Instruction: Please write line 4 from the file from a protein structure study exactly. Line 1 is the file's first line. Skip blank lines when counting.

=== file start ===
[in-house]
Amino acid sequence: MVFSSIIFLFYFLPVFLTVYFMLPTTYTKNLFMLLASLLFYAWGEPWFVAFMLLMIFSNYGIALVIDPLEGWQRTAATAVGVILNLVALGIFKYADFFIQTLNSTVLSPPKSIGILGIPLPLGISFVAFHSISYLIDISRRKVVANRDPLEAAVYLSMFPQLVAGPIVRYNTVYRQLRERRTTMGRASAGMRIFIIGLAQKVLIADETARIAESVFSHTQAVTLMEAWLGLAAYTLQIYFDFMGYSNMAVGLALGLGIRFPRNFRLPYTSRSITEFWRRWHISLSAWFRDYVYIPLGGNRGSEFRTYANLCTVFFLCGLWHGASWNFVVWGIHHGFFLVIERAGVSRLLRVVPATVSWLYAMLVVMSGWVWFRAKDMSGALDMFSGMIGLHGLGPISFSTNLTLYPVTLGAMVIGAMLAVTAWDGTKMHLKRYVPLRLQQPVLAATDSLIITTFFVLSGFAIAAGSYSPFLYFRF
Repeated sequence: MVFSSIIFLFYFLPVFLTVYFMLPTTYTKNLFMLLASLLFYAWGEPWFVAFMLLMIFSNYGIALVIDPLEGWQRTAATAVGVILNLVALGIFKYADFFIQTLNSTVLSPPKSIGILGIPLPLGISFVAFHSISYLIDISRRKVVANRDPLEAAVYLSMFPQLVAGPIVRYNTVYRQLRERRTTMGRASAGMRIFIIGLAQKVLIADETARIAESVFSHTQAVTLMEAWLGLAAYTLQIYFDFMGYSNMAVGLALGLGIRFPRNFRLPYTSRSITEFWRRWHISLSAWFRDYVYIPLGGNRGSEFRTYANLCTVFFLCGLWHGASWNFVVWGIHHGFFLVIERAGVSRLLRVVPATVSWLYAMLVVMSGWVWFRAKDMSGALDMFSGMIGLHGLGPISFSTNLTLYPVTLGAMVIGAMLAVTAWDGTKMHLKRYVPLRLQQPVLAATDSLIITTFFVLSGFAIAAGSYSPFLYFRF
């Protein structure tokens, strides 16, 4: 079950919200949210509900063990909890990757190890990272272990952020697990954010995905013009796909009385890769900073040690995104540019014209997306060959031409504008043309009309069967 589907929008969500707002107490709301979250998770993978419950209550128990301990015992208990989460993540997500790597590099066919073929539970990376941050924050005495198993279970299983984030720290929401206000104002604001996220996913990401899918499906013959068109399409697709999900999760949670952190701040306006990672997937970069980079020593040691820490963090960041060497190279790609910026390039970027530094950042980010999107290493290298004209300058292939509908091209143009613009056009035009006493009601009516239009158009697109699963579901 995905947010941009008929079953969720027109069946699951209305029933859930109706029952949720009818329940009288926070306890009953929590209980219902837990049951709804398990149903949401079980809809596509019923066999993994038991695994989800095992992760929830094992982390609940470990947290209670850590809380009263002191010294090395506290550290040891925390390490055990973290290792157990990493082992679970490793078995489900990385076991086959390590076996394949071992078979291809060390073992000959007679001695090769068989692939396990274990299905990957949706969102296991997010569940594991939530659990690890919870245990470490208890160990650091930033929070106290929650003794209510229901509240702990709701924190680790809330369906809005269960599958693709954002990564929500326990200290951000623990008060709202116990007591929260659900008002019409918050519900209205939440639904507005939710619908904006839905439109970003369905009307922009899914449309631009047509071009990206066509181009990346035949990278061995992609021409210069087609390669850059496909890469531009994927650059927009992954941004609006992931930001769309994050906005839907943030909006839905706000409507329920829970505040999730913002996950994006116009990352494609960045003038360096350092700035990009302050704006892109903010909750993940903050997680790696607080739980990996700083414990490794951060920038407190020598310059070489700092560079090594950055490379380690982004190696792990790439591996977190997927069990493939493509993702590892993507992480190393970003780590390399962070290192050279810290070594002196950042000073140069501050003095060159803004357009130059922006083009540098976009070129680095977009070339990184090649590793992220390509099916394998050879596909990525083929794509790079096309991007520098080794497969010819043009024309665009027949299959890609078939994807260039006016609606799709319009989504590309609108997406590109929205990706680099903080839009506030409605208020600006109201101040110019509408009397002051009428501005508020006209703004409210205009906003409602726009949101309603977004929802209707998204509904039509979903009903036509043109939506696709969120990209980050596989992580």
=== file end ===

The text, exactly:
């Protein structure tokens, strides 16, 4: 079950919200949210509900063990909890990757190890990272272990952020697990954010995905013009796909009385890769900073040690995104540019014209997306060959031409504008043309009309069967 589907929008969500707002107490709301979250998770993978419950209550128990301990015992208990989460993540997500790597590099066919073929539970990376941050924050005495198993279970299983984030720290929401206000104002604001996220996913990401899918499906013959068109399409697709999900999760949670952190701040306006990672997937970069980079020593040691820490963090960041060497190279790609910026390039970027530094950042980010999107290493290298004209300058292939509908091209143009613009056009035009006493009601009516239009158009697109699963579901 995905947010941009008929079953969720027109069946699951209305029933859930109706029952949720009818329940009288926070306890009953929590209980219902837990049951709804398990149903949401079980809809596509019923066999993994038991695994989800095992992760929830094992982390609940470990947290209670850590809380009263002191010294090395506290550290040891925390390490055990973290290792157990990493082992679970490793078995489900990385076991086959390590076996394949071992078979291809060390073992000959007679001695090769068989692939396990274990299905990957949706969102296991997010569940594991939530659990690890919870245990470490208890160990650091930033929070106290929650003794209510229901509240702990709701924190680790809330369906809005269960599958693709954002990564929500326990200290951000623990008060709202116990007591929260659900008002019409918050519900209205939440639904507005939710619908904006839905439109970003369905009307922009899914449309631009047509071009990206066509181009990346035949990278061995992609021409210069087609390669850059496909890469531009994927650059927009992954941004609006992931930001769309994050906005839907943030909006839905706000409507329920829970505040999730913002996950994006116009990352494609960045003038360096350092700035990009302050704006892109903010909750993940903050997680790696607080739980990996700083414990490794951060920038407190020598310059070489700092560079090594950055490379380690982004190696792990790439591996977190997927069990493939493509993702590892993507992480190393970003780590390399962070290192050279810290070594002196950042000073140069501050003095060159803004357009130059922006083009540098976009070129680095977009070339990184090649590793992220390509099916394998050879596909990525083929794509790079096309991007520098080794497969010819043009024309665009027949299959890609078939994807260039006016609606799709319009989504590309609108997406590109929205990706680099903080839009506030409605208020600006109201101040110019509408009397002051009428501005508020006209703004409210205009906003409602726009949101309603977004929802209707998204509904039509979903009903036509043109939506696709969120990209980050596989992580």